I commented on the NBC apps Adobe recently released (made using Air from one codebase, win!) as well as the recent decision to retire the Android Flash player. Adobe seems to giveth with one hand, and taketh away with the other. I’m going to be blunt – what the f@#k is going on at that end at the moment? Who’s in charge of the Flash Platform/gaming team/Mobile/Air team that’s allowing this absolute cannibalisation of a brilliant technology?!

Perhaps the reaction from the marketplace was inevitable. Going down the Flash in the browser for mobile path obviously sucked up a few resources, but getting to a stage where the plugin was working on Android, advertising (heavily) that fact, and then within the space of 18 months abandoning it is madness. Now what happens when Windows 8 comes out, and Flash works again on the browser in mobile devices? More confusion, more erosion of the brand, less work for Flash devs, less appetite for Air (if that’s what we’re supposed to be doing with 10 years of experience navigating Flash/AS).

As I sit here and write this I ponder the future. And which eggs to put in which basket. At this stage, the thought of retreating back to the good old days of browser nonsense, untyped javascript and css hackery does not excite me. WebGL isn’t a standard yet (unless you’re happy to ignore over 30% of the desktop market, and goodness knows how much of the mobile market which is kinda the whole point of this big HTML5 frenzy at the moment right?!) and writing Native app code (limiting myself to a single platform) doesn’t appeal either. The possibility of a single code base being used for desktop, mobile (both phones and tablets), and some smart TV’s is a very enticing one. I can’t stress what I’m about to say enough – Why Isn’t Adobe SHOUTING from the top of the mountain that using Flash and Air this is possible right now!? Not only is it possible, the savings in developer time are immense when you start to have a singular code base, and the ease of development that Flash/AS3 enables. I’m seeing this first hand in the prototypes that I create for the iPad and Android from what is essentially code destined for the Flash plugin on the desktop. A colleague of mine has been working on interactive prototypes for the last few months, and in the time it’s taken him to create a working prototype, a team of 2 native app developers have essentially achieved nothing.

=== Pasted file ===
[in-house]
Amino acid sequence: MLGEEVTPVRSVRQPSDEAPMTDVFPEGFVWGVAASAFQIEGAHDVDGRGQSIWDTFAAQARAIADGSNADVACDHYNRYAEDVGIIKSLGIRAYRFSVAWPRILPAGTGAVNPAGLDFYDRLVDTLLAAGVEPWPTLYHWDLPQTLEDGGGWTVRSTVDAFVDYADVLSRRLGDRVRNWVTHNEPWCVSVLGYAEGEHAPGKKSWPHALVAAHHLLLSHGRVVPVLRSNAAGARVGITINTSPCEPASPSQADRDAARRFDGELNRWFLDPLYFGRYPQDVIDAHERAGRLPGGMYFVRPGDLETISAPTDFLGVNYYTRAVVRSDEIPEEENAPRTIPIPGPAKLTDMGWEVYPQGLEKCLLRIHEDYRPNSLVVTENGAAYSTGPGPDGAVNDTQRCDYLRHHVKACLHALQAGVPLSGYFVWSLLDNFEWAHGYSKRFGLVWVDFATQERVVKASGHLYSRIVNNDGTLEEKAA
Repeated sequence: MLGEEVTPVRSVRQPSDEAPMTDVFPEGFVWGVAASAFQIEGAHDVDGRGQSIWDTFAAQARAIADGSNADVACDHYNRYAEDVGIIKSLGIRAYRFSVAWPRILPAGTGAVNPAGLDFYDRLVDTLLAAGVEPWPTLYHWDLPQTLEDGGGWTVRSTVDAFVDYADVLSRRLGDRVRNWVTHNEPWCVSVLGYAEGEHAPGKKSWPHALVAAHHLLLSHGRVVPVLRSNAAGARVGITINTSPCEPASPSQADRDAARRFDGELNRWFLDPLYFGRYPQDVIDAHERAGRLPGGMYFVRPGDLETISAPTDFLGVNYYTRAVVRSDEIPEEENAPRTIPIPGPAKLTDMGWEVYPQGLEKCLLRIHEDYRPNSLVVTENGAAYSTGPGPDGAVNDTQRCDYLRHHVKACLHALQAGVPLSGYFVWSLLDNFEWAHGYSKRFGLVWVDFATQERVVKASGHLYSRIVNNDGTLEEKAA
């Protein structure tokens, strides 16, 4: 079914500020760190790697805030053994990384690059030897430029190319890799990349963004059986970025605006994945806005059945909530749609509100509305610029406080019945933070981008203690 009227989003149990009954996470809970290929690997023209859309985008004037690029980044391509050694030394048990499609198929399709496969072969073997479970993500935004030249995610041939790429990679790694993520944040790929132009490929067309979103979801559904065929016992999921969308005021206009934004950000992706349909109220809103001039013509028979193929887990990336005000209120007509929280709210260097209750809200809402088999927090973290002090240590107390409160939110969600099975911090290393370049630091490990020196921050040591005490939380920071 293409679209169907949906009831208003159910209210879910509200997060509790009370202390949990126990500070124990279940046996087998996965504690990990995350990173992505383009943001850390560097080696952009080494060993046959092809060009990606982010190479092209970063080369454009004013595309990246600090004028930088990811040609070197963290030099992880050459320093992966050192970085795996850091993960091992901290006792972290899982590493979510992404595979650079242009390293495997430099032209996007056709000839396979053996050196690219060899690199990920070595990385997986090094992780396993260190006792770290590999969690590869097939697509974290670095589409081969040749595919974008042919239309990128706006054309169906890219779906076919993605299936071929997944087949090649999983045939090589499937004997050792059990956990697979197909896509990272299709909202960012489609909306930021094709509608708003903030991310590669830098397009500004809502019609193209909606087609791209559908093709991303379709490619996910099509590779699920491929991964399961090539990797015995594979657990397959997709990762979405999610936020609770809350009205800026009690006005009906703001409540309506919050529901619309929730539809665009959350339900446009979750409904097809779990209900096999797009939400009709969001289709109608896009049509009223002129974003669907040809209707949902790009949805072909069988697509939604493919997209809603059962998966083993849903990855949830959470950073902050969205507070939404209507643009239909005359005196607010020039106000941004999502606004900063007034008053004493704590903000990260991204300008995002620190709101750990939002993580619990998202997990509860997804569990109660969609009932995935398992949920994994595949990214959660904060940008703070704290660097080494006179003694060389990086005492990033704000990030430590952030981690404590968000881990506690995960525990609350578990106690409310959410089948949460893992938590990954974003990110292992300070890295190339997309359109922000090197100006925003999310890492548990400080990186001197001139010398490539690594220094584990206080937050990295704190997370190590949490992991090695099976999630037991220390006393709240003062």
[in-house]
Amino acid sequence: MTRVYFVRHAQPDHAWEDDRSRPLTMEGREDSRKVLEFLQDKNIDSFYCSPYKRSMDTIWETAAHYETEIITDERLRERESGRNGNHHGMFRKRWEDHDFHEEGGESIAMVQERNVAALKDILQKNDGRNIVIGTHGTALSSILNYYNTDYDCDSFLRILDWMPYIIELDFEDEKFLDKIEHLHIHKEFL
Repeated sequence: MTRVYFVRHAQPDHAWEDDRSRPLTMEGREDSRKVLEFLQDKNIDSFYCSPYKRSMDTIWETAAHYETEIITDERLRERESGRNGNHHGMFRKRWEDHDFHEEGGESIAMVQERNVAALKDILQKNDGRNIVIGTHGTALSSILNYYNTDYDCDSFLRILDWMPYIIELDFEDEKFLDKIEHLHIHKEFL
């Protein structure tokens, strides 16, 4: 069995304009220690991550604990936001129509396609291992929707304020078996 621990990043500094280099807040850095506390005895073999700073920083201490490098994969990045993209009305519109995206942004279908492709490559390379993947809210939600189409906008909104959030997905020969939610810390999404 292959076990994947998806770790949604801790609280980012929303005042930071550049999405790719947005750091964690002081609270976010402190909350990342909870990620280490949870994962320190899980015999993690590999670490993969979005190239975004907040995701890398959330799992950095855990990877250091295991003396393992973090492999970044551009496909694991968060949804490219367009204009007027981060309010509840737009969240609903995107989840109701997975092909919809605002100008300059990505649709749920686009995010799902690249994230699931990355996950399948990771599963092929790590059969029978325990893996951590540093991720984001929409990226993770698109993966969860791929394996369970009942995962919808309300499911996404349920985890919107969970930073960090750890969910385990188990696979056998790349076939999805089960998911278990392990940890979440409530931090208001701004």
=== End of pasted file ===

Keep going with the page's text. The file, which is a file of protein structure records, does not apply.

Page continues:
To conclude, Flash is alive and well. Air is enabling it on devices (Android, iOS and Blackberry with Adobe suggesting Windows 8 device support will be coming soon). It’s doing it better, cheaper and more pervasively than any other web standard. The reason: it is the web/device standard. The problem: Steve said it wasn’t.

So come on evangelists (whether you work for Adobe or not) it’s time to put the story straight on what Flash is, and what it can do. I’m sick and tired of punters writing shite about a platform that is superior in every way to it’s competitors, blindly towing a line that was never based on facts in the first place.

P.S. To counter the obvious comment that will be something along the lines of, “you’re not ever going to get Flash onto the iPhone so just get over it you f@$king douche!” well yes, I can actually get all of my lovely work on there via Air and you can pay for the privilege via your beloved App store – the point of this post is two ask why tech stakeholders and tech commentators aren’t aware of the incredible productivity that Flash/Air facilitates? My secondary point being, why is the web being dictated to by Google and Apple, forcing users to download apps when the web is now very capable of doing the same job (whether via HTML5 or the Flash plugin which still belongs in the browser on these now very powerful devices). Ok, have at it! :-)